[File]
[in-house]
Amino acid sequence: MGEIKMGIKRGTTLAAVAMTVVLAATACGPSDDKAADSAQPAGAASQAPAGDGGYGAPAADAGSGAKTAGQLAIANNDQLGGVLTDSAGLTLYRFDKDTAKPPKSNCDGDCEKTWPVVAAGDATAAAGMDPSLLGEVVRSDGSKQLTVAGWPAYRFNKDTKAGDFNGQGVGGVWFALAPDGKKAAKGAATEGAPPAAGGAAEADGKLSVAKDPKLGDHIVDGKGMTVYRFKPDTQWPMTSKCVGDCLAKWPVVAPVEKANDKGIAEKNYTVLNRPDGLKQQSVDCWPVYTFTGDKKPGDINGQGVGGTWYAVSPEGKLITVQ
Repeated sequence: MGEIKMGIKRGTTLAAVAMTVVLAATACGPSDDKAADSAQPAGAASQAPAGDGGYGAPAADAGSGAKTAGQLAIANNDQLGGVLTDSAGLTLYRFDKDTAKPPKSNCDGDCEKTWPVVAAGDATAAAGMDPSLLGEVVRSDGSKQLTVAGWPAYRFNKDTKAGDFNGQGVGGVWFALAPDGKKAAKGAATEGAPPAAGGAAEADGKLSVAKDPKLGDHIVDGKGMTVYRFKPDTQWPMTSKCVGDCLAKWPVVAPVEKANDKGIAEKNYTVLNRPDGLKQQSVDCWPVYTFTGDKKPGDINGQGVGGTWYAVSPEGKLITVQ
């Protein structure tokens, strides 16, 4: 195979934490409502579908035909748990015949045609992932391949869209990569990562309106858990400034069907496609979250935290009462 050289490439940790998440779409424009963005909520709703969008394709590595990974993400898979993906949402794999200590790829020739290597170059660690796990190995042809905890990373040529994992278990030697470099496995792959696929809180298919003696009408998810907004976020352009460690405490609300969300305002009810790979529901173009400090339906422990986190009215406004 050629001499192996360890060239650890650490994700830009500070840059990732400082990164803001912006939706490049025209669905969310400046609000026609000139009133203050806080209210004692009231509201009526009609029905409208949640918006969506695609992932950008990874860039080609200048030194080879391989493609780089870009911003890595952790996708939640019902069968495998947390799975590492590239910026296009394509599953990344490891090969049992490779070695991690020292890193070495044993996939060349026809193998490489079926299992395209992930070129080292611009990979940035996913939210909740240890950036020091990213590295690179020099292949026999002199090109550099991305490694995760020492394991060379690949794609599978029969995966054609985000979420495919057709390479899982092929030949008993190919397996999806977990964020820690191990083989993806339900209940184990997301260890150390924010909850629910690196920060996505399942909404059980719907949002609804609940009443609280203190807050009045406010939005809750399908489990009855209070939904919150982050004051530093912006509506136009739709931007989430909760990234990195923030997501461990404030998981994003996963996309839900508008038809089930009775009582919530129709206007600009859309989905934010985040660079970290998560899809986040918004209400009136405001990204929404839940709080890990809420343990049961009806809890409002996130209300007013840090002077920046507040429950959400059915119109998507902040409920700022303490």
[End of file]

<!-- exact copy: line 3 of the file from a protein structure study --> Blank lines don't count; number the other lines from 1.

Repeated sequence: MGEIKMGIKRGTTLAAVAMTVVLAATACGPSDDKAADSAQPAGAASQAPAGDGGYGAPAADAGSGAKTAGQLAIANNDQLGGVLTDSAGLTLYRFDKDTAKPPKSNCDGDCEKTWPVVAAGDATAAAGMDPSLLGEVVRSDGSKQLTVAGWPAYRFNKDTKAGDFNGQGVGGVWFALAPDGKKAAKGAATEGAPPAAGGAAEADGKLSVAKDPKLGDHIVDGKGMTVYRFKPDTQWPMTSKCVGDCLAKWPVVAPVEKANDKGIAEKNYTVLNRPDGLKQQSVDCWPVYTFTGDKKPGDINGQGVGGTWYAVSPEGKLITVQ